A federal appeals court heard arguments Tuesday in the case against a Louisiana inmate who has spent nearly four decades in solitary confinement.
The case now hinges on whether Albert Woodfox, who was convicted of murdering Louisiana prison guard Brent Miller in 1972, had effective lawyers.
Woodfox was tried once in 1972 and again in 1998. Both times, his lawyers say, his original attorneys failed to present a basic defense.
"Mr. Woodfox would have been acquitted if his lawyers had not been asleep at the wheel," Woodfox's lawyer, Nick Trenticosta, said outside the federal courthouse. "If they would have done the fundamental ABCs of defense, he wouldn't be sitting in prison right now. And that's what this case was about."
It's a climactic moment in the case against Woodfox: He could either be granted a new trial or could face his life sentence with little hope at another legal remedy.
Woodfox and another inmate, Herman Wallace, were convicted of the 1972 murder while they were inmates at Angola prison after a racially charged investigation. Woodfox and Wallace are black; the victim, Miller, was white.
The two men were sent to solitary confinement, where they have remained for the better part of four decades. But recently, new witnesses and evidence have raised questions about the men's guilt.
In court Tuesday, Trenticosta argued that Woodfox's original lawyers failed to track down witnesses, challenge testimony or object when the prosecution suggested a bloody fingerprint belonged to Woodfox when, in fact, it didn't. But the state countered that Woodfox's lawyers were vigorous, even cutting edge, in their defense.
Kyle Duncan, who was arguing for the state of Louisiana, told the court that Woodfox's lawyers weren't ineffective: They were just unsuccessful.
A Complicated Case
Judge Carolyn King questioned Duncan about a number of witnesses that the defense was unable to cross-examine — suggesting that was perhaps unfair to the defense.
But after the hearing, Louisiana Attorney General James "Buddy" Caldwell said he felt confident the panel would see the case the way he sees it.
"Frankly, this case is not about innocence," Caldwell said on the courthouse steps. "You've got three eyewitnesses within 15 feet of this murder. If there was something in there that was wrong, I would be the first one to the door to let them out. But you got to look at the evidence."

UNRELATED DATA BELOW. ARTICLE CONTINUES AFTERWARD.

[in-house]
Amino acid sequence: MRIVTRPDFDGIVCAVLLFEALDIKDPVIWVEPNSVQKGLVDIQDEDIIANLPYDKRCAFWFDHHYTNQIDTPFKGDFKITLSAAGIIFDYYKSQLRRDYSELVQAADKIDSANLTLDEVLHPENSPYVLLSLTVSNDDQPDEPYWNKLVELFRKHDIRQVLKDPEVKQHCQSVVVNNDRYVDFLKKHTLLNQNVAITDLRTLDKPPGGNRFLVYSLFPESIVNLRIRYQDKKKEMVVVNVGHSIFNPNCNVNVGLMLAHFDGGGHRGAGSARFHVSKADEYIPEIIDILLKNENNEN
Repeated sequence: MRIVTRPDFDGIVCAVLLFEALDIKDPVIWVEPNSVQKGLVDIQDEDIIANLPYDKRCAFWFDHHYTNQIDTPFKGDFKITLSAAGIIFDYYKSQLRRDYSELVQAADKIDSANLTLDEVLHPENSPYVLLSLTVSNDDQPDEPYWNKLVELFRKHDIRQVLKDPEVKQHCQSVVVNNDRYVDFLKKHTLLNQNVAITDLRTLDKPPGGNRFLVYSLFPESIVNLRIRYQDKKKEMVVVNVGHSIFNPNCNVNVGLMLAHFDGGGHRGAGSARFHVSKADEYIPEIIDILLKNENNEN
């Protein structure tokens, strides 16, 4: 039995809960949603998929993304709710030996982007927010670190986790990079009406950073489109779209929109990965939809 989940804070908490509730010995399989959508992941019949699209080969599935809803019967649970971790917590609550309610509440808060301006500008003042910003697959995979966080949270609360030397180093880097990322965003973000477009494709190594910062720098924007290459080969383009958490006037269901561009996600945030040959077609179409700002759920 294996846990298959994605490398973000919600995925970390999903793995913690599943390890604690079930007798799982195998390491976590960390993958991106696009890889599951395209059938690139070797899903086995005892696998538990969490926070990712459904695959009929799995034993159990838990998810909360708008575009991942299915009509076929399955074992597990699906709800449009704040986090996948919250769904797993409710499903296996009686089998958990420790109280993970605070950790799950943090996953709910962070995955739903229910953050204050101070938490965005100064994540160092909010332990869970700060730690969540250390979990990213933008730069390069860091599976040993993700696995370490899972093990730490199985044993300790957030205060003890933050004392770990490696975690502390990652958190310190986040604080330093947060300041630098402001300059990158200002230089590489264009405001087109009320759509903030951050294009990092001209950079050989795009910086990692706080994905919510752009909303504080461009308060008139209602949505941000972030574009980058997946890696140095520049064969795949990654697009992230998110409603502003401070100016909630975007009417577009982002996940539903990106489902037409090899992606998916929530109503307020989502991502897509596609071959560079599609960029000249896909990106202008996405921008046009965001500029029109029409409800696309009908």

That evidence has grown increasingly complicated over the decades. The case largely rests on one deceased prisoner who said he saw Woodfox kill Miller early one morning in 1972. But 20 years later, state records revealed that the warden at the time promised the witness, inmate Hezekiah Brown, a pardon for his testimony. It's a pardon Brown eventually got.
Of the other witnesses, two have recanted and one, Paul Fobb, was legally blind. But as the state argued Tuesday, Fobb wasn't deaf. And Fobb says he heard Woodfox talking about the murder in addition to seeing it take place.
Over the years, there have also been other suspects, including a man named Irvin "Life" Breaux.
Billy Wayne Sinclair, an inmate at Angola prison at the time of the murders, recently told NPR that Breaux confessed to him.
"One day, Life told me that he's the one who killed Miller," Sinclair said.
Sinclair said no one he knew believed Brown saw Woodfox murder Miller.
"Hezekiah Brown was a professional snitch," he said.
But Breaux, like so many people in this case, is dead.
Back To Solitary
After the hearing, both sides said they felt the judges seemed sympathetic to their side.
Defense attorney Trenticosta said he felt good. "The court is clearly troubled by this case," he said.
But both Trenticosta and Attorney General Caldwell agreed that if the case does go back to trial, 37 years is a long time to bring any case to court. The 5th Circuit is expected to reach a decision in the next few months.
In the meantime, Woodfox, now in his 60s, is back in solitary confinement, and it's largely up to Angola's prison warden, Burl Cain, to decide when he might be let out. Cain has said he has no plans to ever release Woodfox or Wallace from isolation because he believes they pose a threat to the prison.
NPR freelancer Eileen Fleming contributed to this report.